In my review of 2022, I gave a whole section to the downtime that I spent "scrolling on algorithmically-generated feeds", kicking myself gently for wasting time. I think I called it "futzing". Late in the year, though, my main algorithmically-generated feed (viz Twitter) got nuked and I stopped using it. I joined Mastodon and I enjoy catching up with the meta at intervals, but my interest in the latest & greatest in web browser technology seems to have evaporated with my Twitter usage.
The result being that 2023 has been a very busy year.
Let's start off with this blog itself. I wrote 117 entries—posts, book reports, walks/runs. I struggled, last year, with the direction to take this blog; did I want to be a poster of tech takes? Did I have anything worthwhile to say about design? Did I just want to share fun stuff I found on the web (and with whom)?
I decided that I was mostly writing for myself and resolved to write down just what's going on with me. I'm egregiously forgetful, so I've turned this website into a sort of light public journal, jotting down things that I've done, things I've thought about more than a couple times, things too good to forget.
I dropped the monthly review format early in the year in favour of shorter, more frequent posts—if I'd have included an event in a monthly or weekly review, I write an independent post instead. The beginning of the year was also a bit lighter on writing, mostly because...
I broke my hand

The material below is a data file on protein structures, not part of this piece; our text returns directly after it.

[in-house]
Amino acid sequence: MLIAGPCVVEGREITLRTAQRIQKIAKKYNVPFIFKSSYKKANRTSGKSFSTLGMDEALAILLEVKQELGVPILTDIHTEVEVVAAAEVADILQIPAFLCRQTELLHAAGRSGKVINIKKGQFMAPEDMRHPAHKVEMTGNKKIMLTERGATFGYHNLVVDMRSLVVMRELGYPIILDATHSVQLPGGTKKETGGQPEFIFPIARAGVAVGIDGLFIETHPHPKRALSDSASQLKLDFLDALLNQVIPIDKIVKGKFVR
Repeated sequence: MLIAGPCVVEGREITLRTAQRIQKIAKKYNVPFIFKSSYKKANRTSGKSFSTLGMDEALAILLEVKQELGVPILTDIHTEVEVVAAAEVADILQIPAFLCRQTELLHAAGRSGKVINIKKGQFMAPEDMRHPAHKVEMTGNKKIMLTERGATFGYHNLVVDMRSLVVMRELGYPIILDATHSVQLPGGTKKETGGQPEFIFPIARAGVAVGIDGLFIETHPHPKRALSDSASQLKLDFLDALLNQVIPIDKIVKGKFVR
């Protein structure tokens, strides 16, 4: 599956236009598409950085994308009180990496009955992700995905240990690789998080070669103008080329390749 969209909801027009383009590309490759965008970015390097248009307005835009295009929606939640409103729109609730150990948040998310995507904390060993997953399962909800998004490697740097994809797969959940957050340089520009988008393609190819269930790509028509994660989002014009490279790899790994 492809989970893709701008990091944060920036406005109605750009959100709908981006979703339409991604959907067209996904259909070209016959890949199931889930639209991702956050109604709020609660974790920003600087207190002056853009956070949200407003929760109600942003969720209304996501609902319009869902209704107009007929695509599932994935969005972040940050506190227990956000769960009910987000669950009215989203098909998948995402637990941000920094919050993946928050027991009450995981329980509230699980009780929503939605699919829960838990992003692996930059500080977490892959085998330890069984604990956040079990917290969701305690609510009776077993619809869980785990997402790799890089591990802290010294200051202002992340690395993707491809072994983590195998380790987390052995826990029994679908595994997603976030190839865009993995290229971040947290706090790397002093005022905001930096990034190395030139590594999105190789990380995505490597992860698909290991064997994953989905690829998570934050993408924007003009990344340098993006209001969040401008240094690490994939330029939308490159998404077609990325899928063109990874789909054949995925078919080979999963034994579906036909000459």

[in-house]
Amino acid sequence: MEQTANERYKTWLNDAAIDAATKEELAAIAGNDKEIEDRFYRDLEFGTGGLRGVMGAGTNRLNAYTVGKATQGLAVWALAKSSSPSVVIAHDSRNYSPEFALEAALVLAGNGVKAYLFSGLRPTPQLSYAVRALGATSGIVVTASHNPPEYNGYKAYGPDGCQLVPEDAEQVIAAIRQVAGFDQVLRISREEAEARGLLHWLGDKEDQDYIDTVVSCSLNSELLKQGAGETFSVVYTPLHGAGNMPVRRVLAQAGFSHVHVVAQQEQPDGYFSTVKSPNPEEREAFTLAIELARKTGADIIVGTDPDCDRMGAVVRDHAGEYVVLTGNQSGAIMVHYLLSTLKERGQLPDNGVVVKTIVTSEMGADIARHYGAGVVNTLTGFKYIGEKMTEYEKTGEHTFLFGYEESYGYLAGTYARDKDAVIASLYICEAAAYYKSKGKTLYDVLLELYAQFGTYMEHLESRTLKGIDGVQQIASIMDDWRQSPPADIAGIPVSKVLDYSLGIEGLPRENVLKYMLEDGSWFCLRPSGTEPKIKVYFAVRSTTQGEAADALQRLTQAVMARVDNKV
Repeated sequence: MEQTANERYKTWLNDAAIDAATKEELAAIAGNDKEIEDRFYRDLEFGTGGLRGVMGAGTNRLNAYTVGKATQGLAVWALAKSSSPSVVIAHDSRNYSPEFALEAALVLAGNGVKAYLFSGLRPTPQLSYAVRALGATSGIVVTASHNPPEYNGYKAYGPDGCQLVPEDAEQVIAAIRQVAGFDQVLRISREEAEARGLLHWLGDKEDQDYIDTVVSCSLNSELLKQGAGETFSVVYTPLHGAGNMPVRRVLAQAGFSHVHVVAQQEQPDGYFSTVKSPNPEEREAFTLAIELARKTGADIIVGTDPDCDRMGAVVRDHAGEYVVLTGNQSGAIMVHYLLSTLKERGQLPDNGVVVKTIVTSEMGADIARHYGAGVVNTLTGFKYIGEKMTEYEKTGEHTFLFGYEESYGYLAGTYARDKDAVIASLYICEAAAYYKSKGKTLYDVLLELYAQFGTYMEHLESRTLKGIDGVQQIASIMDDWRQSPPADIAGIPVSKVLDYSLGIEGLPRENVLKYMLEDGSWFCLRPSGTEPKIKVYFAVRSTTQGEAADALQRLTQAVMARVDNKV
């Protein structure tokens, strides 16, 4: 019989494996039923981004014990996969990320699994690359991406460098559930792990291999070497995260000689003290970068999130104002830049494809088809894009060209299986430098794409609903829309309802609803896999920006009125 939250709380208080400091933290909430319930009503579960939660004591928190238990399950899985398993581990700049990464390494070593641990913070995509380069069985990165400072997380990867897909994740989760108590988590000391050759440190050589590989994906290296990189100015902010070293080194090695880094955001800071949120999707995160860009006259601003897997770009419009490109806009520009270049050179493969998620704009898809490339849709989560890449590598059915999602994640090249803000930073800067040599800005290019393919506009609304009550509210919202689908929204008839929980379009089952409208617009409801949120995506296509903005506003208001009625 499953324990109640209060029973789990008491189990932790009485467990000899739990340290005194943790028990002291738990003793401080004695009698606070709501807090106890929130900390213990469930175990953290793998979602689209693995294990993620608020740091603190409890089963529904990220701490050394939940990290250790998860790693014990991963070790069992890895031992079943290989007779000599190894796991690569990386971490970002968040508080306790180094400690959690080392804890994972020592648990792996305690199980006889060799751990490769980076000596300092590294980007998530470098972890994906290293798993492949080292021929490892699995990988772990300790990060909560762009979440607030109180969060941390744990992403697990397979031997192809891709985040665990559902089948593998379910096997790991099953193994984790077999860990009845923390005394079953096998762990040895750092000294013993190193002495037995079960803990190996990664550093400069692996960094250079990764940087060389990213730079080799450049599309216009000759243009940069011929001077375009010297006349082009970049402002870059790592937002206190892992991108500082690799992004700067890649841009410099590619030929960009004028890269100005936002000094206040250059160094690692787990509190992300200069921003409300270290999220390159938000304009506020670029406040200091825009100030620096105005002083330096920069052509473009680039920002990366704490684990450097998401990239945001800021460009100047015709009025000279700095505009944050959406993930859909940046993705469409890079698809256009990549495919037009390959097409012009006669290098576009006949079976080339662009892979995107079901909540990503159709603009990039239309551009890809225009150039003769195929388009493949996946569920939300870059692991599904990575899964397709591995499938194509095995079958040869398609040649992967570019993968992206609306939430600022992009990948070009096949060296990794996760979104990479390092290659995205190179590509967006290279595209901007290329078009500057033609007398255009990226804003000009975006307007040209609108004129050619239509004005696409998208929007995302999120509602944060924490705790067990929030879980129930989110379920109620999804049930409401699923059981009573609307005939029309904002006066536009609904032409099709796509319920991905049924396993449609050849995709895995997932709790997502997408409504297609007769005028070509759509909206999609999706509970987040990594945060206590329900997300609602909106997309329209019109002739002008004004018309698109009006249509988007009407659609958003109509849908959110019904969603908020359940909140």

...on Collier Law, early in March, on some ice. This was a pain. I do a very poor job of appreciating quite how well by body works most of the time, but I hope that I do a slightly less poor job now that I've been deprived of my right hand for a month. I wrote about the nitty-gritty, picking at the keys with my free index finger, back in March.
After the cast came off, I had quite a bit of pain and stiffness in my hand, but I was told I'd healed well and could get back to regular activities with a bit of care and regular stretching. Other than a couple of ill-advised handshakes, the rest of the year has passed without incident.
Hand newly freed, I laced my running shoes back up and Got Serious. After reading What I Talk About When I Talk About Running by Murakami at the end of last year, I started running with purpose, which is to say, more frequently. Something about it clicked with me this time (as opposed to all of the other times I tried to start running Seriously), and I've been running pretty consistently ever since.
I joined a running club midsummer to help meet other folks who run, and it's been a pretty much unalloyed success. Running with others is tremendously motivating. The performance boost you get while running a race is present, to a degree, when you're just running at a track with 20 other people.
It's not all track sessions and group headtorch runs, though: being involved in a club has encouraged me to get out for races a little bit more often, as well. I'm still solidly midpack, but my position at the North East Harrier League cross-country fixtures has been slowly improving. I'm faster than I was this time last year, which is progress.
Beyond running, I completed two sprint triathlons, which sorta counts towards this year's goal of completing an Olympic-length one. I hadn't been properly swimming in years before training, but I got up to speed with open water quickly enough and finished both in respectable, if not stellar, times.